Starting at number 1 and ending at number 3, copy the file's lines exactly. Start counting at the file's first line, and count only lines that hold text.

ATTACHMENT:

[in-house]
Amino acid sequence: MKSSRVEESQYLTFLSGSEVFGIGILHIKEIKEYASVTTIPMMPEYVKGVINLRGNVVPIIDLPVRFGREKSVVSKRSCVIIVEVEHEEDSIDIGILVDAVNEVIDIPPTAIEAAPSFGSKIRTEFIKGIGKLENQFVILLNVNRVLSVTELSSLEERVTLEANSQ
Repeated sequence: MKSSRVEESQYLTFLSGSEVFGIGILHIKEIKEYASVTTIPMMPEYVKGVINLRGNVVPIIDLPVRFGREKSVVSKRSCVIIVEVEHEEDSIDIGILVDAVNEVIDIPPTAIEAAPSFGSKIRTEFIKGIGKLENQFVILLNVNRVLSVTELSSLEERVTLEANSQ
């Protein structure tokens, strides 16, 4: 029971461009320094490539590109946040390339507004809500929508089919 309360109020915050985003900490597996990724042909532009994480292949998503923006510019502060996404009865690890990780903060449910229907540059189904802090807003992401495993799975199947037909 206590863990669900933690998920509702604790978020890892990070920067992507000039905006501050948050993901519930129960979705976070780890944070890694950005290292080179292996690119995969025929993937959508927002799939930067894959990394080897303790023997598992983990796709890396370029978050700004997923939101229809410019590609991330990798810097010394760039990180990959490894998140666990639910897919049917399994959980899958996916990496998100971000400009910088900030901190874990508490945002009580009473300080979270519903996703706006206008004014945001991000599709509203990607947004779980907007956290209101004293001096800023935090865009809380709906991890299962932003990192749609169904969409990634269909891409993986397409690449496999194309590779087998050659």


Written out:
[in-house]
Amino acid sequence: MKSSRVEESQYLTFLSGSEVFGIGILHIKEIKEYASVTTIPMMPEYVKGVINLRGNVVPIIDLPVRFGREKSVVSKRSCVIIVEVEHEEDSIDIGILVDAVNEVIDIPPTAIEAAPSFGSKIRTEFIKGIGKLENQFVILLNVNRVLSVTELSSLEERVTLEANSQ
Repeated sequence: MKSSRVEESQYLTFLSGSEVFGIGILHIKEIKEYASVTTIPMMPEYVKGVINLRGNVVPIIDLPVRFGREKSVVSKRSCVIIVEVEHEEDSIDIGILVDAVNEVIDIPPTAIEAAPSFGSKIRTEFIKGIGKLENQFVILLNVNRVLSVTELSSLEERVTLEANSQ